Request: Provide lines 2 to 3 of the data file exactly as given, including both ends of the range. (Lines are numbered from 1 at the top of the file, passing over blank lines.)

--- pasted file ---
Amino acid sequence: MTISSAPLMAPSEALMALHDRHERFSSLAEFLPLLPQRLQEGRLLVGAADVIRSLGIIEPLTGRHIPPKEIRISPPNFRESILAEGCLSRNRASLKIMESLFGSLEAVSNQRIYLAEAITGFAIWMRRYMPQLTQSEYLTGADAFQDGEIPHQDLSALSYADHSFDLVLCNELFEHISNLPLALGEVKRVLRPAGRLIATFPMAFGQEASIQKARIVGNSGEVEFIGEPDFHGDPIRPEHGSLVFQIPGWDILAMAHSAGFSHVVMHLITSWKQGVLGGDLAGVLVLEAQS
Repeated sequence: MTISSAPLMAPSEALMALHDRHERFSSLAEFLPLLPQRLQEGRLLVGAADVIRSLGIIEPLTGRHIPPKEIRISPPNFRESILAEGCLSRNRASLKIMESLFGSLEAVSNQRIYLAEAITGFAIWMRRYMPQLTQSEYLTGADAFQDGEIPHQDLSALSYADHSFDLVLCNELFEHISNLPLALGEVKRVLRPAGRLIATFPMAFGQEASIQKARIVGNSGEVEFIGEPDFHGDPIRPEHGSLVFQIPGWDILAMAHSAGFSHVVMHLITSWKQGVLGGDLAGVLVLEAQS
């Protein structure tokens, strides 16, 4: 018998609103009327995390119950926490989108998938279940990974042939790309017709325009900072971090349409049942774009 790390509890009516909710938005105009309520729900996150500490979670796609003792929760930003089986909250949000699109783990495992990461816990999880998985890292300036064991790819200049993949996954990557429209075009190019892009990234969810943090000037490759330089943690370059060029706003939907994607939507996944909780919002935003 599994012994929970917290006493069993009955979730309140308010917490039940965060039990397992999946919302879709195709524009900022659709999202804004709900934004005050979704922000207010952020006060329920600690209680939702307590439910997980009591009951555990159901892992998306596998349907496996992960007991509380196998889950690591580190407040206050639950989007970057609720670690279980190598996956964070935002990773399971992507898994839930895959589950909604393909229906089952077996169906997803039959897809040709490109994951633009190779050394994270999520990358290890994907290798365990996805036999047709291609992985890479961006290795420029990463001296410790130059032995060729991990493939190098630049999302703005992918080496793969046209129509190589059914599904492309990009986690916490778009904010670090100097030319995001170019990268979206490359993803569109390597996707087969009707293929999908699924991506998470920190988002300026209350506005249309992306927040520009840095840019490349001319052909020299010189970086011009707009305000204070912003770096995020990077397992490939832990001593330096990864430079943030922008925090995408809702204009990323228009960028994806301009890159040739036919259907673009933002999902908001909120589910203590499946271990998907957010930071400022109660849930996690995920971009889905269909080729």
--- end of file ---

Repeated sequence: MTISSAPLMAPSEALMALHDRHERFSSLAEFLPLLPQRLQEGRLLVGAADVIRSLGIIEPLTGRHIPPKEIRISPPNFRESILAEGCLSRNRASLKIMESLFGSLEAVSNQRIYLAEAITGFAIWMRRYMPQLTQSEYLTGADAFQDGEIPHQDLSALSYADHSFDLVLCNELFEHISNLPLALGEVKRVLRPAGRLIATFPMAFGQEASIQKARIVGNSGEVEFIGEPDFHGDPIRPEHGSLVFQIPGWDILAMAHSAGFSHVVMHLITSWKQGVLGGDLAGVLVLEAQS
């Protein structure tokens, strides 16, 4: 018998609103009327995390119950926490989108998938279940990974042939790309017709325009900072971090349409049942774009 790390509890009516909710938005105009309520729900996150500490979670796609003792929760930003089986909250949000699109783990495992990461816990999880998985890292300036064991790819200049993949996954990557429209075009190019892009990234969810943090000037490759330089943690370059060029706003939907994607939507996944909780919002935003 599994012994929970917290006493069993009955979730309140308010917490039940965060039990397992999946919302879709195709524009900022659709999202804004709900934004005050979704922000207010952020006060329920600690209680939702307590439910997980009591009951555990159901892992998306596998349907496996992960007991509380196998889950690591580190407040206050639950989007970057609720670690279980190598996956964070935002990773399971992507898994839930895959589950909604393909229906089952077996169906997803039959897809040709490109994951633009190779050394994270999520990358290890994907290798365990996805036999047709291609992985890479961006290795420029990463001296410790130059032995060729991990493939190098630049999302703005992918080496793969046209129509190589059914599904492309990009986690916490778009904010670090100097030319995001170019990268979206490359993803569109390597996707087969009707293929999908699924991506998470920190988002300026209350506005249309992306927040520009840095840019490349001319052909020299010189970086011009707009305000204070912003770096995020990077397992490939832990001593330096990864430079943030922008925090995408809702204009990323228009960028994806301009890159040739036919259907673009933002999902908001909120589910203590499946271990998907957010930071400022109660849930996690995920971009889905269909080729």